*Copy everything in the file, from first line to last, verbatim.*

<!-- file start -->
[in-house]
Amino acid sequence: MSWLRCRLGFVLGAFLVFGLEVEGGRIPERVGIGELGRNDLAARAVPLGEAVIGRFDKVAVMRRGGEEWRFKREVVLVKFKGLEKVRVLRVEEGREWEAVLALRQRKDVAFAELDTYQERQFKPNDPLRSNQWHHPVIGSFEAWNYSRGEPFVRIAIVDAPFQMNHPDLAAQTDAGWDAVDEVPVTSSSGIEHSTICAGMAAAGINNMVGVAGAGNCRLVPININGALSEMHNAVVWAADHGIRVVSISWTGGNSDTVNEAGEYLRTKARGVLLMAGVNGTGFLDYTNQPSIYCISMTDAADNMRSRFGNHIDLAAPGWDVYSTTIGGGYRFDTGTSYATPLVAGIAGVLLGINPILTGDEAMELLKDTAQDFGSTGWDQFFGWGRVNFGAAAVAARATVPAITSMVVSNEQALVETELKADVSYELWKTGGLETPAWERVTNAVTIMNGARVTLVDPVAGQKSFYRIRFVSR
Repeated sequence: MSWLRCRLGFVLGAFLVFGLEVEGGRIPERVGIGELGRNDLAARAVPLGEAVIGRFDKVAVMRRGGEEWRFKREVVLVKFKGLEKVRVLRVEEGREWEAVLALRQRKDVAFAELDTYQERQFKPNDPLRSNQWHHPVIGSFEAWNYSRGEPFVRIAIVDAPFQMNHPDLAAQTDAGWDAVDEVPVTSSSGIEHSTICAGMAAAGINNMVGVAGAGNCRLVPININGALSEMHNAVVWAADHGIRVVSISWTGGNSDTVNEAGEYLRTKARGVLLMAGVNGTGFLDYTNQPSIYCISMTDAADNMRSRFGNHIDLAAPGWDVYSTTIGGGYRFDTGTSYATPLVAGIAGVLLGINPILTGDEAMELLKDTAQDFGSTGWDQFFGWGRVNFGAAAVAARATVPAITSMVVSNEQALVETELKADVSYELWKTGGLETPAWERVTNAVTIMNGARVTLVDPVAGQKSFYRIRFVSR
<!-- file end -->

[in-house]
Amino acid sequence: MSWLRCRLGFVLGAFLVFGLEVEGGRIPERVGIGELGRNDLAARAVPLGEAVIGRFDKVAVMRRGGEEWRFKREVVLVKFKGLEKVRVLRVEEGREWEAVLALRQRKDVAFAELDTYQERQFKPNDPLRSNQWHHPVIGSFEAWNYSRGEPFVRIAIVDAPFQMNHPDLAAQTDAGWDAVDEVPVTSSSGIEHSTICAGMAAAGINNMVGVAGAGNCRLVPININGALSEMHNAVVWAADHGIRVVSISWTGGNSDTVNEAGEYLRTKARGVLLMAGVNGTGFLDYTNQPSIYCISMTDAADNMRSRFGNHIDLAAPGWDVYSTTIGGGYRFDTGTSYATPLVAGIAGVLLGINPILTGDEAMELLKDTAQDFGSTGWDQFFGWGRVNFGAAAVAARATVPAITSMVVSNEQALVETELKADVSYELWKTGGLETPAWERVTNAVTIMNGARVTLVDPVAGQKSFYRIRFVSR
Repeated sequence: MSWLRCRLGFVLGAFLVFGLEVEGGRIPERVGIGELGRNDLAARAVPLGEAVIGRFDKVAVMRRGGEEWRFKREVVLVKFKGLEKVRVLRVEEGREWEAVLALRQRKDVAFAELDTYQERQFKPNDPLRSNQWHHPVIGSFEAWNYSRGEPFVRIAIVDAPFQMNHPDLAAQTDAGWDAVDEVPVTSSSGIEHSTICAGMAAAGINNMVGVAGAGNCRLVPININGALSEMHNAVVWAADHGIRVVSISWTGGNSDTVNEAGEYLRTKARGVLLMAGVNGTGFLDYTNQPSIYCISMTDAADNMRSRFGNHIDLAAPGWDVYSTTIGGGYRFDTGTSYATPLVAGIAGVLLGINPILTGDEAMELLKDTAQDFGSTGWDQFFGWGRVNFGAAAVAARATVPAITSMVVSNEQALVETELKADVSYELWKTGGLETPAWERVTNAVTIMNGARVTLVDPVAGQKSFYRIRFVSR